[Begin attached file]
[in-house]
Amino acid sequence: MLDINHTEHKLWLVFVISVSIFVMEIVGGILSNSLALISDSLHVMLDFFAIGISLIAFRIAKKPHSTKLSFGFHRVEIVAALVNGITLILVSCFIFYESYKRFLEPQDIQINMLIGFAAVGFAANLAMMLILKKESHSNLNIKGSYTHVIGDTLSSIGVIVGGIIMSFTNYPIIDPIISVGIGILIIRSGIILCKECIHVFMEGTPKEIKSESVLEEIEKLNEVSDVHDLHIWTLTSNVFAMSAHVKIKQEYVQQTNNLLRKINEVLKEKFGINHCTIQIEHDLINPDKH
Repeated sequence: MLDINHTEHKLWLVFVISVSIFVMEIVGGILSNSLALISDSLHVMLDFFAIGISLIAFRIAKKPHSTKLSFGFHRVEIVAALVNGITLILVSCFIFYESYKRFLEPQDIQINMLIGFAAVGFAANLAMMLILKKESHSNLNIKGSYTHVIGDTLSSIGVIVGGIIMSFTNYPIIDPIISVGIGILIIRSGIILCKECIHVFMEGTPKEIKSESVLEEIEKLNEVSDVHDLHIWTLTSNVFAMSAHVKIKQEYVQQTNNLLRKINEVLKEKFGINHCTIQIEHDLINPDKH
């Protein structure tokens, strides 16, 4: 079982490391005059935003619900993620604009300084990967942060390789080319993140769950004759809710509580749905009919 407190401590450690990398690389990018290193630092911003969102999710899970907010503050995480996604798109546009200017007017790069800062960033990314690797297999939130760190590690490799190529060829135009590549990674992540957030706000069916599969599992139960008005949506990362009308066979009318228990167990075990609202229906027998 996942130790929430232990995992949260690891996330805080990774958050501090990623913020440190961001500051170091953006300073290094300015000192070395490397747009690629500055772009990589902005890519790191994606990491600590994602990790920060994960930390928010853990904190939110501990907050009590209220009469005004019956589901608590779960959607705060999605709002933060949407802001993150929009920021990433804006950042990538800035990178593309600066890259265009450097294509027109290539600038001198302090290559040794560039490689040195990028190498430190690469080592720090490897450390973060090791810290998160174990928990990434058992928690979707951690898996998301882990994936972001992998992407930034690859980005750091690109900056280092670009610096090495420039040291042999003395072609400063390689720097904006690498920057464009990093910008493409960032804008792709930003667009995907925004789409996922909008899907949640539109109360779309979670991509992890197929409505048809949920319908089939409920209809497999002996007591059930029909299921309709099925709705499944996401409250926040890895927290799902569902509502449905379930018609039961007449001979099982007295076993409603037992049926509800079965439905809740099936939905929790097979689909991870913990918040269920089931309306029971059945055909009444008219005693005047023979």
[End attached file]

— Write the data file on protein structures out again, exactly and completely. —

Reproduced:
[in-house]
Amino acid sequence: MLDINHTEHKLWLVFVISVSIFVMEIVGGILSNSLALISDSLHVMLDFFAIGISLIAFRIAKKPHSTKLSFGFHRVEIVAALVNGITLILVSCFIFYESYKRFLEPQDIQINMLIGFAAVGFAANLAMMLILKKESHSNLNIKGSYTHVIGDTLSSIGVIVGGIIMSFTNYPIIDPIISVGIGILIIRSGIILCKECIHVFMEGTPKEIKSESVLEEIEKLNEVSDVHDLHIWTLTSNVFAMSAHVKIKQEYVQQTNNLLRKINEVLKEKFGINHCTIQIEHDLINPDKH
Repeated sequence: MLDINHTEHKLWLVFVISVSIFVMEIVGGILSNSLALISDSLHVMLDFFAIGISLIAFRIAKKPHSTKLSFGFHRVEIVAALVNGITLILVSCFIFYESYKRFLEPQDIQINMLIGFAAVGFAANLAMMLILKKESHSNLNIKGSYTHVIGDTLSSIGVIVGGIIMSFTNYPIIDPIISVGIGILIIRSGIILCKECIHVFMEGTPKEIKSESVLEEIEKLNEVSDVHDLHIWTLTSNVFAMSAHVKIKQEYVQQTNNLLRKINEVLKEKFGINHCTIQIEHDLINPDKH
């Protein structure tokens, strides 16, 4: 079982490391005059935003619900993620604009300084990967942060390789080319993140769950004759809710509580749905009919 407190401590450690990398690389990018290193630092911003969102999710899970907010503050995480996604798109546009200017007017790069800062960033990314690797297999939130760190590690490799190529060829135009590549990674992540957030706000069916599969599992139960008005949506990362009308066979009318228990167990075990609202229906027998 996942130790929430232990995992949260690891996330805080990774958050501090990623913020440190961001500051170091953006300073290094300015000192070395490397747009690629500055772009990589902005890519790191994606990491600590994602990790920060994960930390928010853990904190939110501990907050009590209220009469005004019956589901608590779960959607705060999605709002933060949407802001993150929009920021990433804006950042990538800035990178593309600066890259265009450097294509027109290539600038001198302090290559040794560039490689040195990028190498430190690469080592720090490897450390973060090791810290998160174990928990990434058992928690979707951690898996998301882990994936972001992998992407930034690859980005750091690109900056280092670009610096090495420039040291042999003395072609400063390689720097904006690498920057464009990093910008493409960032804008792709930003667009995907925004789409996922909008899907949640539109109360779309979670991509992890197929409505048809949920319908089939409920209809497999002996007591059930029909299921309709099925709705499944996401409250926040890895927290799902569902509502449905379930018609039961007449001979099982007295076993409603037992049926509800079965439905809740099936939905929790097979689909991870913990918040269920089931309306029971059945055909009444008219005693005047023979």